Just like that, Jr. Field Researcher camp was added to the schedule.
The projects will focus on the Oak Openings Region and the Lake Erie marshes, Kent says. “We’ll definitely be running some traps for Blanding’s turtles,” he says, along with radio telemetry of eastern fox snakes or Blanding’s turtles.


Space is available in the next Jr. Field Researcher camp
(July 22-26). Reserve a spot today for the young conservationist
in your life.

Learn more about this area's turtle species at the Zoo's native turtle feeds, every Monday at 2:30 p.m. Check out the whole schedule of animal feeds, demonstrations and encounters, free with regular Zoo admission, at toledozoo.org/feedings.



Photo, above: Blanding's turtle. Photo: Kent Bekker

Banner photo, top of page: Blanding's turtle. Photo: Kandace York

Save with
group discounts


Tasty meal,
fun ostrich feed



Planning a family reunion, club picnic or other big gathering? Combine it with a trip to the Zoo and save! Discounted admission rates are available for groups of 20 or more (children under age 2 are admitted free).

When you register your group in advance, each person saves $2 off his or her Zoo ticket (groups not registered in advance save $1 per ticket).

To learn more, call the Zoo's Group Sales team at 419.385.5721, extension 6001, Monday through Friday between 8 am and 5 pm.

More discounts are listed at toledozoo.org/discounts.



Don't just grab lunch -- have an adventure!

Picnic on Safari is a full-service dining experience available only by advance reservation. You'll enjoy a tasty meal served at the panoramic Africa! Overlook.

The meal concludes with an optional opportunity to go behind-the-scenes and hand-feed one of the Zoo's ostriches.

Your Picnic on Safari experience also helps wild ostriches. Partial proceeds from each reservation help red-necked ostriches, which have disappeared in about 95 percent of their range and are almost extinct from the African nation of Niger.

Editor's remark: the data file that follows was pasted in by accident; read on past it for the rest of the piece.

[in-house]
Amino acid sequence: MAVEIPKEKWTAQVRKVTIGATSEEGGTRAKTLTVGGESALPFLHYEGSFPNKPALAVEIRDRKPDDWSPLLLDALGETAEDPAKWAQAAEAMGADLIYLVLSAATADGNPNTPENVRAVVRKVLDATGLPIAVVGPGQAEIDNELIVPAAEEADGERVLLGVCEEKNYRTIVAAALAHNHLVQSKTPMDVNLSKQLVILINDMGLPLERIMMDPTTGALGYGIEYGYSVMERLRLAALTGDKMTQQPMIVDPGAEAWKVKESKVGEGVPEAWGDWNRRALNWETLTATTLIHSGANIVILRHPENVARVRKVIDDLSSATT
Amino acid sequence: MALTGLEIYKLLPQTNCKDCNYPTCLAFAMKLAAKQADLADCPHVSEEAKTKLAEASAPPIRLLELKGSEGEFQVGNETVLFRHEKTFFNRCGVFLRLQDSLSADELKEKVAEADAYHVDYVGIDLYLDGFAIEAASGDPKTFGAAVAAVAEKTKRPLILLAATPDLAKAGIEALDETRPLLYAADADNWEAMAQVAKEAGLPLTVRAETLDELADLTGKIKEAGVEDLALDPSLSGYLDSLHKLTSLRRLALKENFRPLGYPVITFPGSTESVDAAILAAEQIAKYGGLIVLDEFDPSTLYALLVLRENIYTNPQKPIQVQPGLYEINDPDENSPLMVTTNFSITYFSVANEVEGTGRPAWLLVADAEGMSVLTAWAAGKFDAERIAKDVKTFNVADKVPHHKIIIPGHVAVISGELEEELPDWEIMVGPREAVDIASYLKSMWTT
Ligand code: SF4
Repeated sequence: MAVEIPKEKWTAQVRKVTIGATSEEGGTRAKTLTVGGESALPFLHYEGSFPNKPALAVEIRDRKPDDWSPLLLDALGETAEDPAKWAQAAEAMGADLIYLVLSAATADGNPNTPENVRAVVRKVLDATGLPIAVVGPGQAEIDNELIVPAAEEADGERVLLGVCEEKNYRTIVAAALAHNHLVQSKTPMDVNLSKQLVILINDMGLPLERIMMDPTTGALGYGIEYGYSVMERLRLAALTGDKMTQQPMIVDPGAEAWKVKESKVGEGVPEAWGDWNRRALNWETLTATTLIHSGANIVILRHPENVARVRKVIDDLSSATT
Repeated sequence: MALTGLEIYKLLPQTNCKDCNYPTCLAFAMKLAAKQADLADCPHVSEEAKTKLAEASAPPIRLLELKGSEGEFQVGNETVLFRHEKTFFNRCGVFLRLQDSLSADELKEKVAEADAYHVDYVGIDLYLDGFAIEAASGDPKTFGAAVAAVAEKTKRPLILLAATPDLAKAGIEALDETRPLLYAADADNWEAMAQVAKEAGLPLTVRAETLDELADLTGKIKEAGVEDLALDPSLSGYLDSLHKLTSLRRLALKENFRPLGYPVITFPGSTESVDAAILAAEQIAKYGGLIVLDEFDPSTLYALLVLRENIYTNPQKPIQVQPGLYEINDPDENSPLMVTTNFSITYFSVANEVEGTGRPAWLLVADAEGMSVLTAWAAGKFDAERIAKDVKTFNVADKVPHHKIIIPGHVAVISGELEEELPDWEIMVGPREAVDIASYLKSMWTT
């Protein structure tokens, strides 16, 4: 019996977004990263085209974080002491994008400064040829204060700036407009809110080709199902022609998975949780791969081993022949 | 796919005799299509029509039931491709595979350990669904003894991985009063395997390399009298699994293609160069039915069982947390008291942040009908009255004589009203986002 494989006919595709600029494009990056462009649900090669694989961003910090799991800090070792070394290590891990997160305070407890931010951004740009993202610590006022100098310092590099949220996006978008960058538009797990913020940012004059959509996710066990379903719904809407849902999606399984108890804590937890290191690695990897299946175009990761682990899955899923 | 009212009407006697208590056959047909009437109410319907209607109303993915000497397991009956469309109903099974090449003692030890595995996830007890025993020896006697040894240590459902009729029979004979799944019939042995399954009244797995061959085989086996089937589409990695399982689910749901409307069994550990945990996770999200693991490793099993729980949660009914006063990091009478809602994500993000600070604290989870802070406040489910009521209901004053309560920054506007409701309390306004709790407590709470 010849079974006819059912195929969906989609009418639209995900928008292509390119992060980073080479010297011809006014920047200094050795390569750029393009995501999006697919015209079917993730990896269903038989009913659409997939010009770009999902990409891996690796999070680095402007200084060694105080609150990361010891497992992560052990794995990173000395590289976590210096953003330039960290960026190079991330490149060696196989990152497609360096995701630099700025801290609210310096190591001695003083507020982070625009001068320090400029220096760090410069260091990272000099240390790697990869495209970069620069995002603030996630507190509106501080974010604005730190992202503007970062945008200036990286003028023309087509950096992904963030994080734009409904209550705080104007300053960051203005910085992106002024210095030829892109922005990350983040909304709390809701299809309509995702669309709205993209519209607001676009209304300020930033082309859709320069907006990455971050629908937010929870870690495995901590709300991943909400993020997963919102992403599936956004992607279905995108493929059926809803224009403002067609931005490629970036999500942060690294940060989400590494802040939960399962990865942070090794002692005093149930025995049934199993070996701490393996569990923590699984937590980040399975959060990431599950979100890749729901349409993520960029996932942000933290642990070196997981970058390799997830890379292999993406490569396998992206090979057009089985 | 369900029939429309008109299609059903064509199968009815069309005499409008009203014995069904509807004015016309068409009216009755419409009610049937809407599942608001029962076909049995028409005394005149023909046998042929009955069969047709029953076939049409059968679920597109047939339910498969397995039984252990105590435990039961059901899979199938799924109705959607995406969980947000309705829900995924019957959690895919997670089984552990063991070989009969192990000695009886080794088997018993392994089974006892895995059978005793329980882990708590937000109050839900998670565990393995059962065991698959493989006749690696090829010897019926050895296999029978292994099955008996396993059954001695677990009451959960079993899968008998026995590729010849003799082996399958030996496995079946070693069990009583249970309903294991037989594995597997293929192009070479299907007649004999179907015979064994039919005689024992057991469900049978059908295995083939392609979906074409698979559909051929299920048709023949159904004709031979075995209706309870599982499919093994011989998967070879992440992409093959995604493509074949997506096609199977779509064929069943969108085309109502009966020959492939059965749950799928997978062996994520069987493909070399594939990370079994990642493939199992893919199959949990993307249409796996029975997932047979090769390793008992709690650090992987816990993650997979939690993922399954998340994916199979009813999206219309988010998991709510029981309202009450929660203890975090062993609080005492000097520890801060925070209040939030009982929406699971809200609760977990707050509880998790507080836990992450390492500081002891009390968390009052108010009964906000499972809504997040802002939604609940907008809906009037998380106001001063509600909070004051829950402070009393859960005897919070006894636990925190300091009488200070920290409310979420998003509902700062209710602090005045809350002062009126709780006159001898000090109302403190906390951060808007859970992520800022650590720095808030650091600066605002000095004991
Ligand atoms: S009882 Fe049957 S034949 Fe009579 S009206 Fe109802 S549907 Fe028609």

Your status as a Toledo Zoo member earns you half-price admission to 140+ zoos and aquariums throughout the U.S., Canada and Mexico.

For more information, including a full list of participating zoos, visit toledozoo.org/membership. If you’re planning to visit another zoo, please check with that zoo beforehand about their admission policy.

Any time you have questions about your membership benefits, feel free to contact the Membership Department at 419.385.5721, ext. 6002 or email us at membership@toledozoo.org.


We hope you have a great week. Come see us soon!

Upcoming events (see the full schedule)
Daily, 10am to 4pm: polar bear cubs on exhibit in Arctic Encounter®
Now through Sept. 2: behind-the-scenes tours
Now through Sept. 2: Wild Walkabout, presented by Mercy
Now through Sept. 2: natural feeds and animal demonstrations begin
July 19: Watch it Grow garden tour native plants
July 26: Buddy Guy concert

Daily, 2pm: live animal shows in Nature's Neighborhood
July 19: Family Snooze G'day, mate!
July 30: Big Time Rush concert

Camps , classes and more
June 8 - Aug. 3 (Saturdays): Stroller Safari
July 8-12: Journey through the Outback (ages 6-10)
July 15-19: Polar Opposites (ages 6-10)
July 15-19: Splash Bash! (ages 6-7)
July 15-19: Just Like Me (ages 4-5)
July 22-26: Junior Field Researcher (ages 11-14)
July 22-26: Nature's Got Talent (ages 6-10)
July 29-Aug. 2: Journey through the Outback (ages 6-10)
July 29-Aug. 2: Splash Bash! (ages 6-7)



For more information about any of the Zoo’s programs or services, please call 419.385.5721 or visit toledozoo.org.